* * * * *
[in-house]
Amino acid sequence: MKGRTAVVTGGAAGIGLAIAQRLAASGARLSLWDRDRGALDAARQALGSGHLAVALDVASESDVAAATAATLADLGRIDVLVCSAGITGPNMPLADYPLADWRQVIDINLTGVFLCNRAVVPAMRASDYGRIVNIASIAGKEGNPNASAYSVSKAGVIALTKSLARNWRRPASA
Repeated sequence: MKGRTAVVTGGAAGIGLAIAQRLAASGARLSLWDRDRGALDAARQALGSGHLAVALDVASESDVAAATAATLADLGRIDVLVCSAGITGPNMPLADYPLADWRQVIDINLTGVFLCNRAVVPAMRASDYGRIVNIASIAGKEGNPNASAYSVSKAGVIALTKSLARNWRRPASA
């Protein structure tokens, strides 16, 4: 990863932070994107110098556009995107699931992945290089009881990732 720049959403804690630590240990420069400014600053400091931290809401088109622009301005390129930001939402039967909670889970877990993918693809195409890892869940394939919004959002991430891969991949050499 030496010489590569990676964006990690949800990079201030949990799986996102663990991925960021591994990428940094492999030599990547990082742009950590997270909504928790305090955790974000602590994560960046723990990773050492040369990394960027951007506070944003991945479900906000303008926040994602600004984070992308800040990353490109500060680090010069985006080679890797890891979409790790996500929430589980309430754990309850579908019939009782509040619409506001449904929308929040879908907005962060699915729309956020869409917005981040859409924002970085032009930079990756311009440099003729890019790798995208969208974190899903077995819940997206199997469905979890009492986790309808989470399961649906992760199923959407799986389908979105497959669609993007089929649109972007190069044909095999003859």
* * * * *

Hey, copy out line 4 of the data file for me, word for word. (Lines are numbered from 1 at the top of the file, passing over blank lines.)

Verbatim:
């Protein structure tokens, strides 16, 4: 990863932070994107110098556009995107699931992945290089009881990732 720049959403804690630590240990420069400014600053400091931290809401088109622009301005390129930001939402039967909670889970877990993918693809195409890892869940394939919004959002991430891969991949050499 030496010489590569990676964006990690949800990079201030949990799986996102663990991925960021591994990428940094492999030599990547990082742009950590997270909504928790305090955790974000602590994560960046723990990773050492040369990394960027951007506070944003991945479900906000303008926040994602600004984070992308800040990353490109500060680090010069985006080679890797890891979409790790996500929430589980309430754990309850579908019939009782509040619409506001449904929308929040879908907005962060699915729309956020869409917005981040859409924002970085032009930079990756311009440099003729890019790798995208969208974190899903077995819940997206199997469905979890009492986790309808989470399961649906992760199923959407799986389908979105497959669609993007089929649109972007190069044909095999003859």